We've got a thread for him, but none for this book. And I had this sort-of review thingy sitting somewhere that I hadn't posted here, so...
Pleased to meet you, hope you guess my name
Jerusalem, good Friday 33 AD, around tea time. Three men are nailed to one cross each. None of them is named Bar-Abba; he's been released at the expense of the third.
Moscow, May 193X AD, dusk. Three men meet at a park bench. None of them is named Lucifer, that doesn't mean he's not around.
London, June 1968 AD, probably not very early in the morning. Three men enter a recording studio to record a new song. None of them is named Brian Jones; he's on his way to a swimming pool.
Somehow all of that happens here. And more. Bulgakov writes in two worlds at the same time; he describes how... yeah, you know who, the guy with the pointy beard and the firey eyes, turns up in Moscow.
Please allow me to introduce myself
I'm a man of wealth and taste
"Professor Woland", that's what he calls himself - his real name having been abolished by the party, which of course means he doesn't exist - and his more or less mad aides turn the well-ordered socialist paradise upside down. The result is one of the funniest and most vicious pieces of satire ever written; the forces of evil are loosed upon a society that believes that it's gotten rid of them. Lines form outside the mental hospitals, the cops don't know whom to arrest anymore and no one's safe. Every hypocrite is pulled up, roots and all, and hung out to dry. And it becomes very hard not to sympathize with... you know, the guy who's supposed to be on the wrong side.
But at the same time, Bulgakov weaves in the other story as well. The story of a lone, scrawny Hebrew with no following, no ambition to lead anyone or anything, sentenced to die by a reluctant judge at the insistance of a mysterious guest. A revolution founded on a misunderstanding, much too zealous followers and a shadow figure with a plan. And while Jeshua dies on the cross with no famous last words, Moscow descends into mass hysteria and Mick Jagger works himself all the way up into a falsettoed frenzy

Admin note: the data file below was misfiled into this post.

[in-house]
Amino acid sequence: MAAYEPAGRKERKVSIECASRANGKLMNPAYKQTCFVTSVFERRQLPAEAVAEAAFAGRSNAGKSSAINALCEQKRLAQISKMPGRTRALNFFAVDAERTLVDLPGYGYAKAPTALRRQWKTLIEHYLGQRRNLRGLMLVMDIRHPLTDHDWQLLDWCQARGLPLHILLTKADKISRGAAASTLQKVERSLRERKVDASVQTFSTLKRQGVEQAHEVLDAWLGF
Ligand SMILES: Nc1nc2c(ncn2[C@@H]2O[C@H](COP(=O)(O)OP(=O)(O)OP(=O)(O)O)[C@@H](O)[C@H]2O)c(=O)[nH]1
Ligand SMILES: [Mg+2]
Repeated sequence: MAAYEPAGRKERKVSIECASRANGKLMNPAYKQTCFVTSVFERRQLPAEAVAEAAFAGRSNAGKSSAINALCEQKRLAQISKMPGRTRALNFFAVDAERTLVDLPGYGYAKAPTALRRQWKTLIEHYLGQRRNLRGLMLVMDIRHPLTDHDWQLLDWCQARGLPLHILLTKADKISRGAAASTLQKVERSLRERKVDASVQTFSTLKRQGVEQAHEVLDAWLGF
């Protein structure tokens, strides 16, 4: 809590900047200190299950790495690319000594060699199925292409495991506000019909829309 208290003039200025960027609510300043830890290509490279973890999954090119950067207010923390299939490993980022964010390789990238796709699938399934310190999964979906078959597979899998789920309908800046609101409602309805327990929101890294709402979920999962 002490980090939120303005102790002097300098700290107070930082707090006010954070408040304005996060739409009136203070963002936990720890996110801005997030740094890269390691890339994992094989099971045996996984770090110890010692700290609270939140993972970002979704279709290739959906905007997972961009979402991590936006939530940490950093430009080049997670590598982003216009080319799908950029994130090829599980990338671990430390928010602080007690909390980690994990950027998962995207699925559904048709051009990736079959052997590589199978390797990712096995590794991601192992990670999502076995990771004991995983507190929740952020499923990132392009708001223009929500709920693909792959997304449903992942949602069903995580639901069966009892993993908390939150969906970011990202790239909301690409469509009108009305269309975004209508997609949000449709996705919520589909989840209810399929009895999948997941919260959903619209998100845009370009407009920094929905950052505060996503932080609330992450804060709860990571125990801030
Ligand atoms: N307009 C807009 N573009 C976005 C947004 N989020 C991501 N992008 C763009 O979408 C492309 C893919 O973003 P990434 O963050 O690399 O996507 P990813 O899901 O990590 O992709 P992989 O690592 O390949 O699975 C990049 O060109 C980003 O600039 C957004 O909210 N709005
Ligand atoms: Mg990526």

Tell me baby, what's my name?
Tell me honey, can you guess my name?
Tell you one thing, you're to blame!
the boundaries between Bulgakov's worlds become undone and we meet the storyteller. The Master. The one who's behind it all - and he's just a man, like the rest of us. The book describes how it itself is burned because no one wants to publish it (it wasn't published in the Soviet union until 33 years after Bulgakov's death) but manuscripts don't burn.
No rest for the wicked. "The Master And Margarita" hasn't had an easy life. In the Soviet of the 30s the mere mention of... you know, the one on the cross and the one with the pitchfork, was too controversial. As I write this, the Russian church has condemned the new movie adaptation on the book for the same, except opposite, reasons. The book has always been fired upon from both sides.
But Bulgakov had seen trenches and purges. He knew full well that we don't need anyone with cloven hooves to excuse the evil that men do.
I shouted out "Who killed the Kennedys?!?"
When after all it was you and me...
Shortly after "The Master And Margarita" was as finished as it would ever be, Europe imploded. Somehow Bulgakov manages to capture in 376 pages everything that went and would go wrong with the 20th century; madness, paranoia, xenophobia, holier-than-thou attitudes - and he does it with equal parts poison and love. I don't know if Bulgakov himself meant that we're alone here or that we're not, and which would be the most frightening alternative. But there's some solace in the fact that in the novel, everyone lives happily ever after. Well, OK, except for the ones who die or go insane, but they never have an easy time.
Whoo Whoo! Whoo Whoo!